To build an elite program, coach Russ Rose had to first establish a culture.
Furthermore, he wanted his players to live by the pillars upon which that culture was built. Four decades and hundreds of student athletes later, Penn State women’s volleyball has blossomed into one of the sport’s most consistent programs.
“It is what do you do everyday when you do not feel like getting up to go work out, getting your rest, watching your diet and doing the things you have to do to give yourself a chance to be successful,” Rose said. “It is what you do when no one is watching.”
With the team going into its first road matches of the season playing in the Cyclone Invitational, the unexpected is what is expected. Rose is aware of Iowa State and LSU’s history of playing programs similar to Penn State’s, and is preparing as much as one can.
“Anything can happen,” Rose said. “Our team is aware that we are going on the road. Both teams are accustomed to playing teams that are ranked nationally.”
Even with the talented roster and coming off a season which ended in a loss to Stanford in the NCAA Women’s Volleyball Tournament, Rose thinks his team’s No. 6 ranking may not reflect the current squad.
“I do not think our ranking is justified,” Rose said. “I am sure our ranking over the course of this season will be on our performance and not of our history.”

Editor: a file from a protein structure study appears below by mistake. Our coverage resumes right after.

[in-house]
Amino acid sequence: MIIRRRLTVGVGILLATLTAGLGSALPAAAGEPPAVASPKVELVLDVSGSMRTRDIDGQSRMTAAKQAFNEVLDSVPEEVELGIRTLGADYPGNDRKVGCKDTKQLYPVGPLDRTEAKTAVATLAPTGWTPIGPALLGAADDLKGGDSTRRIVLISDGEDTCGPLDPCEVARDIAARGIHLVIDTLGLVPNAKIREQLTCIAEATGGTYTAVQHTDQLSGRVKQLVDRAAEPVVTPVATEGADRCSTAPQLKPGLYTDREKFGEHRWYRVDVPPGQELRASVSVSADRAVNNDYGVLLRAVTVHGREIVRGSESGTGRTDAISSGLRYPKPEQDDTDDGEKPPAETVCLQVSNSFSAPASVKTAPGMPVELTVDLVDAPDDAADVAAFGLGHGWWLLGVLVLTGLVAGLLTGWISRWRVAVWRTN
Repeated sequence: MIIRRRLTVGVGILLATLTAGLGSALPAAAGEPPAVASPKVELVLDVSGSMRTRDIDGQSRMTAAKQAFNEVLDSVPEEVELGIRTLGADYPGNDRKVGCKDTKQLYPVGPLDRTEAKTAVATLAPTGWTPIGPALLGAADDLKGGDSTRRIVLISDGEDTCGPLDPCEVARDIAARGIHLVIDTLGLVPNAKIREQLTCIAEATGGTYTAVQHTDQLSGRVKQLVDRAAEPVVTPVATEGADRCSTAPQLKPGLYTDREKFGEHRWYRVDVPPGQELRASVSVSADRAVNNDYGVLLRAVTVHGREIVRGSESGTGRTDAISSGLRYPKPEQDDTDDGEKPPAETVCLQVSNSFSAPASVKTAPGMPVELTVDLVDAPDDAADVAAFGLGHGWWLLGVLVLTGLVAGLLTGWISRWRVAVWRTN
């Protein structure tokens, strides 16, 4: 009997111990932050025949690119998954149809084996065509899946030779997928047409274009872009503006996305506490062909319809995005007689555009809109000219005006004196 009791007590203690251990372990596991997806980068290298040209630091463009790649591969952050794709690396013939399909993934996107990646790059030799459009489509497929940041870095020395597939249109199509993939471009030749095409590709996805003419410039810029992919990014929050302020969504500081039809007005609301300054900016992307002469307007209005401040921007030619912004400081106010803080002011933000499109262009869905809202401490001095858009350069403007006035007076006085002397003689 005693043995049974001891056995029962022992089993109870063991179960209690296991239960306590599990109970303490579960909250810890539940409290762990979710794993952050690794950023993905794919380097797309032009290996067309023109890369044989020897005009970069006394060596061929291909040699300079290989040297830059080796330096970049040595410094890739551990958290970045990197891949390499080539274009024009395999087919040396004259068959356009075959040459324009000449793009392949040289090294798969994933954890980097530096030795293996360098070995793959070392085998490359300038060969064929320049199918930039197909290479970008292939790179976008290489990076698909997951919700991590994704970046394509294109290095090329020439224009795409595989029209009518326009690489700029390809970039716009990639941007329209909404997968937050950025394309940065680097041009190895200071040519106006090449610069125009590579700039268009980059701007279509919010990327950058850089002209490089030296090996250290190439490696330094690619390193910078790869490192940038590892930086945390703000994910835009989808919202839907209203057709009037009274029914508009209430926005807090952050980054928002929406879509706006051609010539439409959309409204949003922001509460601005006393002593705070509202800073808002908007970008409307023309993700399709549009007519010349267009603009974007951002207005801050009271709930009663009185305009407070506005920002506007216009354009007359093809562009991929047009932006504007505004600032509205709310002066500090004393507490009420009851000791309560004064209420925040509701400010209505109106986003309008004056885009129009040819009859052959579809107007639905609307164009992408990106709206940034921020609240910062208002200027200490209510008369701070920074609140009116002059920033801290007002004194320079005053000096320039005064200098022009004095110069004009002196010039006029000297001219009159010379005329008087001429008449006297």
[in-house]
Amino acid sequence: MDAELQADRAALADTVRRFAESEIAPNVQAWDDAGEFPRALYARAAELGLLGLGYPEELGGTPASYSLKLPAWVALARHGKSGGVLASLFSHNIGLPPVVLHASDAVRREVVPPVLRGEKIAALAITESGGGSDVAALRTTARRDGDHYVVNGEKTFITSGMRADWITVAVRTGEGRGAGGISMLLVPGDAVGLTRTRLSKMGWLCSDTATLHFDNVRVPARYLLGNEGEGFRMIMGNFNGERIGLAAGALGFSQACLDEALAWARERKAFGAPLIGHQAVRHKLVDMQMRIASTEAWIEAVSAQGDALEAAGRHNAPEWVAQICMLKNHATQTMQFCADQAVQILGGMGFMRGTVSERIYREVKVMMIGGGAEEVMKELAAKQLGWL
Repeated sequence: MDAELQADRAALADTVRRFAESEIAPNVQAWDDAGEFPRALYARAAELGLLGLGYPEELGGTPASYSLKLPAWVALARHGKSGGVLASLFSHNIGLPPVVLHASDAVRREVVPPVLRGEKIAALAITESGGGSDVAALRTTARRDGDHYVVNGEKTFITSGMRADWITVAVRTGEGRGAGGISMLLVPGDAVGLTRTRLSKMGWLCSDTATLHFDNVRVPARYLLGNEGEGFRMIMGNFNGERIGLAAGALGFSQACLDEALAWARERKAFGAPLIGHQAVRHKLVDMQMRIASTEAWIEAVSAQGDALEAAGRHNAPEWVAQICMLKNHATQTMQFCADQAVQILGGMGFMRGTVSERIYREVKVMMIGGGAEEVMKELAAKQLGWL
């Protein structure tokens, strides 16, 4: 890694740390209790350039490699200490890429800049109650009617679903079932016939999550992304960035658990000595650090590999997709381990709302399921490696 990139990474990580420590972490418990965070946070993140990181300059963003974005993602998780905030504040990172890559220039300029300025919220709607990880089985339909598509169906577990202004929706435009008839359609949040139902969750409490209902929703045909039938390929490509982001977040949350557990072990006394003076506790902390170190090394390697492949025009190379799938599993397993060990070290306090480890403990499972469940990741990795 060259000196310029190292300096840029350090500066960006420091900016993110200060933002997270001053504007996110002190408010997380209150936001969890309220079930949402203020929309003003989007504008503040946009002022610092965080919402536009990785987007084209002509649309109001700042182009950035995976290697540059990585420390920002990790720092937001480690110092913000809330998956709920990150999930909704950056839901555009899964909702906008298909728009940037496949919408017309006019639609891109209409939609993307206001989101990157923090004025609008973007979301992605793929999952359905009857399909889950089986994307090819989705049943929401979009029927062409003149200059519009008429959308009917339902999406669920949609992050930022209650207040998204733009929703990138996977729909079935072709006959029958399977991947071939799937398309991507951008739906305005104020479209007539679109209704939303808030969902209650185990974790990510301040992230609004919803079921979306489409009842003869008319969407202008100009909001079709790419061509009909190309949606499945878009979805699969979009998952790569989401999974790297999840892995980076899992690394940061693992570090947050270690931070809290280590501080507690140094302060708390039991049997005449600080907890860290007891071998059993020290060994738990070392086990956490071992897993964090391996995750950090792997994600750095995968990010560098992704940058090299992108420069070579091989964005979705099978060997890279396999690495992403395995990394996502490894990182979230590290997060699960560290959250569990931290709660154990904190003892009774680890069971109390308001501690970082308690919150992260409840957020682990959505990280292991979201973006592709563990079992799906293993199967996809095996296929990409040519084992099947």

The Nittany Lions will now strive to make their own history while remembering the foundation of what the Penn State program has established in years past: the physical display of putting in hours to achieve greatness.
Rose takes this into consideration when recruiting to build a roster of women who will succeed in Penn State’s culture.
“Every coach wants to coach certain types of players. Each coach wants to have a certain culture in their gym all the time. I like players that are tough, value the opportunity to compete and represent the school,” Rose said.
When recruiting sophomore Serena Gray, Rose not only saw the talent Gray had yet saw the type of person she was beyond the court. Aside from the strong arm and physicality Gray brought in her freshman year, the person she is outside the gym holds just as much value as when she is training.
“Certainly off the court, one of Serena’s great attributes is she is an incredibly strong student. I think she is an independent thinker, and those things serve her really well,” Rose said.
After one season under Gray’s belt, one of the biggest lessons that she learned was the payoff of taking chances and increasing the difficulty of certain attacks. As the 2019 season begins to get underway, both Gray and setter Gabby Blossom carry with them the lessons and words they live by into each practice and match.
“That it is okay to fail knowing that you are getting better. You cannot expect to be good without taking risks,” Gray said.
When preparing each week for a new opponent, the team does not settle for anything less than what they know what they are capable of. Blossom mentions a mantra the team preaches throughout practice and matches.
“In the gym, it is definitely go hard,” Blossom said. “That is just a Penn State volleyball thing is just we go hard every single day, no matter what we are doing.”